11-01-08: Explanation Text; Definition, Purposes, Generic Structures, Language Features

Kamu pernah menjelaskan sesuatu kepada teman kamu? Misalnya teman kamu bertanya, gimana sih proses terjadinya hujan, atau gimana sih proses diciptakannya manusia. Kemudian kamu menjelaskan kepada teman kamu tentang itu. Penjelasan kamu itu namanya Explanation Text.

Untuk lebih jelasnya silahkan baca referensi tentang Explanation Text dibawah ini.

Definition of Explanation Text

Explanation is a text which tells processes relating to forming of natural, social, scientific and cultural phenomena. Explanation text is to say ‘why’ and ‘how’ of the forming of the phenomena. It is often found in science, geography and history text books.

Generic Structure of Explanation Text

  • General statement.

Stating the phenomenon issues which are to be explained.

  • Sequenced explanation.

Stating a series of steps which explain the phenomena.

The Characteristics / Language Feature of Explanation Text:

  • Featuring generic participant; sun, rain, etc
  • Using chronological connection; to begin with, next, etc
  • Using passive voice pattern
  • Using simple present tense

Example

How does Rain Happen?

Rain is the primary source of fresh water for most areas of the world, providing suitable conditions for diverse ecosystems, as well as water for hydroelectric power plants and crop irrigation.

The phenomenon of rain is actually a water circle. The concept of the water cycle involves the sun heating the Earth’s surface water and causing the surface water to evaporate. The water vapor rises into the Earth’s atmosphere. The water in the atmosphere cools and condenses into liquid droplets. The droplets grow until they are heavy and fall to the earth as precipitation which can be in the form of rain or snow.

However, not all rain reaches the surface. Some evaporates while falling through dry air. This is called Virgo, a phenomenon which is often seen in hot, dry desert regions.

How chocolate is made

How a cancer is formed

Tsunami

Earthquake

Flood

Etc.

http://britishcourse.com/explanation-text-definition-purposes-generic-structures-language-features.php

 

110108-Tsunami

A tsunami (from Japanese: 津波, “harbour wave”;[1] English pronunciation: /suːˈnɑːmi/ soo-NAH-mee[2] or /tsuːˈnɑːmi/[3]) or tidal wave,[4], also known as a seismic sea wave, is a series of waves in a water body caused by the displacement of a large volume of water, generally in an ocean or a large lake. Earthquakes, volcanic eruptions and other underwater explosions (including detonations, landslides, glacier calvings, meteorite impacts and other disturbances above or below water all have the potential to generate a tsunami.[5] Unlike normal ocean waves, which are generated by wind, or tides, which are generated by the gravitational pull of the Moon and the Sun, a tsunami is generated by the displacement of water.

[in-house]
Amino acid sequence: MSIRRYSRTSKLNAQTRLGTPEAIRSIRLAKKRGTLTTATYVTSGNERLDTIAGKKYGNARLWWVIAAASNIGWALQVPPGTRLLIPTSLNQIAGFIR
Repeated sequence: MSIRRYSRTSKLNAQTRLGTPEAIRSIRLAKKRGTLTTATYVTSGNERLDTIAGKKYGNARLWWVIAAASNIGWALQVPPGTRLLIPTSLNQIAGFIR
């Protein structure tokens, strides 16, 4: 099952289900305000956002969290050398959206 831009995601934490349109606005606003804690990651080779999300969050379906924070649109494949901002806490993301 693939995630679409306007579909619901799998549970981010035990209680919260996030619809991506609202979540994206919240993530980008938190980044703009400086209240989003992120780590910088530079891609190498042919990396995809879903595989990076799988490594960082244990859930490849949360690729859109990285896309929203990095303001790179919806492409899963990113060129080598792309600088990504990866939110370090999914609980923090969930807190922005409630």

Tsunami waves do not resemble normal undersea currents or sea waves because their wavelength is far longer.[6] Rather than appearing as a breaking wave, a tsunami may instead initially resemble a rapidly rising tide.[7] For this reason, it is often referred to as a “tidal wave”, although this usage is not favoured by the scientific community because it might give the false impression of a causal relationship between tides and tsunamis.[8] Tsunamis generally consist of a series of waves, with periods ranging from minutes to hours, arriving in a so-called “internal wave train”.[9] Wave heights of tens of metres can be generated by large events. Although the impact of tsunamis is limited to coastal areas, their destructive power can be enormous, and they can affect entire ocean basins. The 2004 Indian Ocean tsunami was among the deadliest natural disasters in human history, with at least 230,000 people killed or missing in 14 countries bordering the Indian Ocean.

The Ancient Greek historian Thucydides suggested in his 5th century BC History of the Peloponnesian War that tsunamis were related to submarine earthquakes,[10][11] but the understanding of tsunamis remained slim until the 20th century and much remains unknown. Major areas of current research include determining why some large earthquakes do not generate tsunamis while other smaller ones do; accurately forecasting the passage of tsunamis across the oceans; and forecasting how tsunami waves interact with shorelines.

 https://en.wikipedia.org/wiki/Tsunami#Tsunami

Making Paper from Woodchips

 

Do you have any paper in your bag? It may seem like a silly question but do you know how to make paper? What is paper made of? Right! And how is about ‘wood chipping’? Have you ever heard about it? Well, wood chipping is a process used to obtain pulp and paper products from forest trees.

First of all, the tops and branches of the trees are cut out and then the logs are taken to the mill. At the mill the bark of the logs is removed and the logs are taken to a chipper which cuts them into small pieces called woodchips. The woodchips are then screened to remove dirt and other impurities. Hmm … at this stage they are either exported in this form or changed into the pulp by chemicals and heat. Oh, I almost forgot, the pulp is then bleached and the water content is removed. Finally, the pulp is rolled out to make paper.

Considering the complexity of making paper, let’s appreciate any paper on our hands. Use it more effectively. Thank you for listening. Bye.